Women’s hockey is in its offseason, but now is the time for the organizations and teams to be working towards enacting change in how hockey reacts and responds to racial injustice, police brutality, and the ongoing civil rights movement.
The sport is no stranger to using their united voice to create change. In the last five years, players in North America have actively done so in labor spaces.
The US National Team did so in 2017 when they went on strike ahead of the World Championships to demand more from USA Hockey. The PWHPA is currently trying to create a sustainable professional league.
Now women’s hockey has a chance to do more and be more, especially as the hockey community sees the NHL fail in this arena.
All of women’s hockey, and hockey in general, should be watching and learning from the WNBA, who have been the leaders in all of sports in using their platform as professional athletes to keep the Black Lives Matters movement at the forefront of all conversations. They should be following action steps set out by organizations like Black Girl Hockey Club and extending it out to fundraising collaborations, featuring them on their platforms, and working with them year-round. Resources like Dr. Courney Szto’s “Policy Paper for Anti-Racism in Hockey” and Jashvina Shah’s “Stick to Sports” podcast also exist.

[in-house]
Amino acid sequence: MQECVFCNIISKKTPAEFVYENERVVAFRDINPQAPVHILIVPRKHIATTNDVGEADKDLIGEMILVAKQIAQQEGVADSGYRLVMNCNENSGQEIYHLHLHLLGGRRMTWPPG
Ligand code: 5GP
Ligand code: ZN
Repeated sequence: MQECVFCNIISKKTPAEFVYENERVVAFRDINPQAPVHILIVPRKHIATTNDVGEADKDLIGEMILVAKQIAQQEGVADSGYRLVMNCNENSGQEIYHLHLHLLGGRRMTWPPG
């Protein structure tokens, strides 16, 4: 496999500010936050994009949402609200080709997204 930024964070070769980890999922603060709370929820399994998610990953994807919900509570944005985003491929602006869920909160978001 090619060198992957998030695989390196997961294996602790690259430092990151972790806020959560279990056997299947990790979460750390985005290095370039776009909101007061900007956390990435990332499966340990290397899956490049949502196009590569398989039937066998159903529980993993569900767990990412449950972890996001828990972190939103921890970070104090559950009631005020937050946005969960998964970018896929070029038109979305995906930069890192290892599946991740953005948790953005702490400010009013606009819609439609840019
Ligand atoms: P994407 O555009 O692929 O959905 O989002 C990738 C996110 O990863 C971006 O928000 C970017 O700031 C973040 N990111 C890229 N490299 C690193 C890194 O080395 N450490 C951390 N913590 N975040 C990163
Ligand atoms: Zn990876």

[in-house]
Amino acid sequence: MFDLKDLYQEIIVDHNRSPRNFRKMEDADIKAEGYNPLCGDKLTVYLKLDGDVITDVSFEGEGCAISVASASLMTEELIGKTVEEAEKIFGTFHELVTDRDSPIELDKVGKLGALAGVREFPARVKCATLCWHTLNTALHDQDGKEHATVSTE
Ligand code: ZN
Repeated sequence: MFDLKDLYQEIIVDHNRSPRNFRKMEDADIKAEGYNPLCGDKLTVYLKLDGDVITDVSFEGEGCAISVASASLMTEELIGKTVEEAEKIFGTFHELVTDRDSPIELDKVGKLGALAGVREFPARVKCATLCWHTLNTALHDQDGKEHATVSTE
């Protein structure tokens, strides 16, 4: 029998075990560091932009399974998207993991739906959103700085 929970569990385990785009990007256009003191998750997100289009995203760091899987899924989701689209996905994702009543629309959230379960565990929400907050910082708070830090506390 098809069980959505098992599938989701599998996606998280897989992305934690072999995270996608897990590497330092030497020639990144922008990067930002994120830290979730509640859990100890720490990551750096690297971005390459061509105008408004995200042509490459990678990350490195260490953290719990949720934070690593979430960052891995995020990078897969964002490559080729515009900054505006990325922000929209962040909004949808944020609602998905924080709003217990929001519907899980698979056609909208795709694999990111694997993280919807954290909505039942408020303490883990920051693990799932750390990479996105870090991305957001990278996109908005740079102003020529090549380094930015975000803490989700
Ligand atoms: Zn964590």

When teams return to play, Black Lives Matter and anti-racism messaging being built into the programming should just be step one. I hope we see real action by teams, leagues, and organizations to empower Black players and their voices and strive for justice in the sport and in their communities
Women’s hockey has strived to truly make hockey for everyone but if that’s not done with intersectionality at the forefront, then it’s failing.